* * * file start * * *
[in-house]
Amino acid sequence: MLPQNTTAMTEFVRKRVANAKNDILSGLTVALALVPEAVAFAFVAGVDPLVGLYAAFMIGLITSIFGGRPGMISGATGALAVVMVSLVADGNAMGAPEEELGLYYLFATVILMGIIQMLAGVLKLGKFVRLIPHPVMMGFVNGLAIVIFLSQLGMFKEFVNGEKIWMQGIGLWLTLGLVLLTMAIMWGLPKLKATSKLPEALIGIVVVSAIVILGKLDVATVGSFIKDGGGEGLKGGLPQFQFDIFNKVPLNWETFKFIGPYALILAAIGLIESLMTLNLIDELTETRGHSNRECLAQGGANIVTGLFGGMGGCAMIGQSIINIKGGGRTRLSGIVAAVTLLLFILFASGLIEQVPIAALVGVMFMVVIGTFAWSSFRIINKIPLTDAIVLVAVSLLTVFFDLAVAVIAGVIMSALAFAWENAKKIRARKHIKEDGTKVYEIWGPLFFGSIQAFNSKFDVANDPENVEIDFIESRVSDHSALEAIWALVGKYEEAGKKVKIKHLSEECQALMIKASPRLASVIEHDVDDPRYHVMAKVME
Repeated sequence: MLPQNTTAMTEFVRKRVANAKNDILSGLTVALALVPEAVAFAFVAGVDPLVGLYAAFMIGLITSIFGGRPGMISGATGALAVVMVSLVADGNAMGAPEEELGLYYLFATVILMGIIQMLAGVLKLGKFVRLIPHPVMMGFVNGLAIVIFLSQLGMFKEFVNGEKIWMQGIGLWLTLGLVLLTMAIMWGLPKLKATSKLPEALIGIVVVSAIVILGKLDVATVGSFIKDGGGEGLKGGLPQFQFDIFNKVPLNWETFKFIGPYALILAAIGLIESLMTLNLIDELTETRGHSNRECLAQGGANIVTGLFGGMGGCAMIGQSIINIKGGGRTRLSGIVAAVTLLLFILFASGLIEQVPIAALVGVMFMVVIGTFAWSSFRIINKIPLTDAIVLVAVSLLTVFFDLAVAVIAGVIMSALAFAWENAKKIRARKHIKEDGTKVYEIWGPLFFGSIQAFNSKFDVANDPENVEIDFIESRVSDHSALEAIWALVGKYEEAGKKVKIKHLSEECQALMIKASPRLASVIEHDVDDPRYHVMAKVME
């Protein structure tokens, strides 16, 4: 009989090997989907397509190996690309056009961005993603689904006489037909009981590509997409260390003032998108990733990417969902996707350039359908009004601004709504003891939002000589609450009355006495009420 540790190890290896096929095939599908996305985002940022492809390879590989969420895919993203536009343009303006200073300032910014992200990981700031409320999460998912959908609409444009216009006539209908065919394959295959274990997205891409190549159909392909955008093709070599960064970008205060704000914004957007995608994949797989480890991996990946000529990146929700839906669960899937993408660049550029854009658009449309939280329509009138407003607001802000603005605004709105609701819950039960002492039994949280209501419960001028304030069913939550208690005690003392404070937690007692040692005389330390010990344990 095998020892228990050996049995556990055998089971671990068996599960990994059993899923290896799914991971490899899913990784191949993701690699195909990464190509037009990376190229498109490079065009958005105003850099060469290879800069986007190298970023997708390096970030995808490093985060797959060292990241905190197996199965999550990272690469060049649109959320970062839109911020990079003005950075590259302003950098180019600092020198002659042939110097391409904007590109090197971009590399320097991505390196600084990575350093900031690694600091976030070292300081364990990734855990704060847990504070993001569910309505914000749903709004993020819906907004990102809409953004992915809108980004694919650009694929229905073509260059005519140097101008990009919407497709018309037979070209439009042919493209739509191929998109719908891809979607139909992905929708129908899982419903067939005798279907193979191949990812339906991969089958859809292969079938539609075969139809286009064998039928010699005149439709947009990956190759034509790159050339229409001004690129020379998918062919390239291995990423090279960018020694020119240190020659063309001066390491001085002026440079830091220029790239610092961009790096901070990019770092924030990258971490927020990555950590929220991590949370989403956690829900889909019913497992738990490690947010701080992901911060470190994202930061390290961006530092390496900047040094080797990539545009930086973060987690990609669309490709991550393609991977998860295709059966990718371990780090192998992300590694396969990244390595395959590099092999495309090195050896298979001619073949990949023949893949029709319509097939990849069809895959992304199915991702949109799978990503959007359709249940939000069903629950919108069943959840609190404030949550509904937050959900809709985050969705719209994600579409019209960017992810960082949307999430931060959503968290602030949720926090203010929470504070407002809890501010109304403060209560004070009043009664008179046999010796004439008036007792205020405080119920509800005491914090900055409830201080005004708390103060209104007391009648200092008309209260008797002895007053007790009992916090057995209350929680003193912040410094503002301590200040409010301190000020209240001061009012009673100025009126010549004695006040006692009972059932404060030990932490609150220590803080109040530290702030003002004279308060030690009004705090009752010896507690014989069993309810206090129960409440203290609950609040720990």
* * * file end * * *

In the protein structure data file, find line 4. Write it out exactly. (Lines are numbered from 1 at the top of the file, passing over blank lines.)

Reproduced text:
């Protein structure tokens, strides 16, 4: 009989090997989907397509190996690309056009961005993603689904006489037909009981590509997409260390003032998108990733990417969902996707350039359908009004601004709504003891939002000589609450009355006495009420 540790190890290896096929095939599908996305985002940022492809390879590989969420895919993203536009343009303006200073300032910014992200990981700031409320999460998912959908609409444009216009006539209908065919394959295959274990997205891409190549159909392909955008093709070599960064970008205060704000914004957007995608994949797989480890991996990946000529990146929700839906669960899937993408660049550029854009658009449309939280329509009138407003607001802000603005605004709105609701819950039960002492039994949280209501419960001028304030069913939550208690005690003392404070937690007692040692005389330390010990344990 095998020892228990050996049995556990055998089971671990068996599960990994059993899923290896799914991971490899899913990784191949993701690699195909990464190509037009990376190229498109490079065009958005105003850099060469290879800069986007190298970023997708390096970030995808490093985060797959060292990241905190197996199965999550990272690469060049649109959320970062839109911020990079003005950075590259302003950098180019600092020198002659042939110097391409904007590109090197971009590399320097991505390196600084990575350093900031690694600091976030070292300081364990990734855990704060847990504070993001569910309505914000749903709004993020819906907004990102809409953004992915809108980004694919650009694929229905073509260059005519140097101008990009919407497709018309037979070209439009042919493209739509191929998109719908891809979607139909992905929708129908899982419903067939005798279907193979191949990812339906991969089958859809292969079938539609075969139809286009064998039928010699005149439709947009990956190759034509790159050339229409001004690129020379998918062919390239291995990423090279960018020694020119240190020659063309001066390491001085002026440079830091220029790239610092961009790096901070990019770092924030990258971490927020990555950590929220991590949370989403956690829900889909019913497992738990490690947010701080992901911060470190994202930061390290961006530092390496900047040094080797990539545009930086973060987690990609669309490709991550393609991977998860295709059966990718371990780090192998992300590694396969990244390595395959590099092999495309090195050896298979001619073949990949023949893949029709319509097939990849069809895959992304199915991702949109799978990503959007359709249940939000069903629950919108069943959840609190404030949550509904937050959900809709985050969705719209994600579409019209960017992810960082949307999430931060959503968290602030949720926090203010929470504070407002809890501010109304403060209560004070009043009664008179046999010796004439008036007792205020405080119920509800005491914090900055409830201080005004708390103060209104007391009648200092008309209260008797002895007053007790009992916090057995209350929680003193912040410094503002301590200040409010301190000020209240001061009012009673100025009126010549004695006040006692009972059932404060030990932490609150220590803080109040530290702030003002004279308060030690009004705090009752010896507690014989069993309810206090129960409440203290609950609040720990």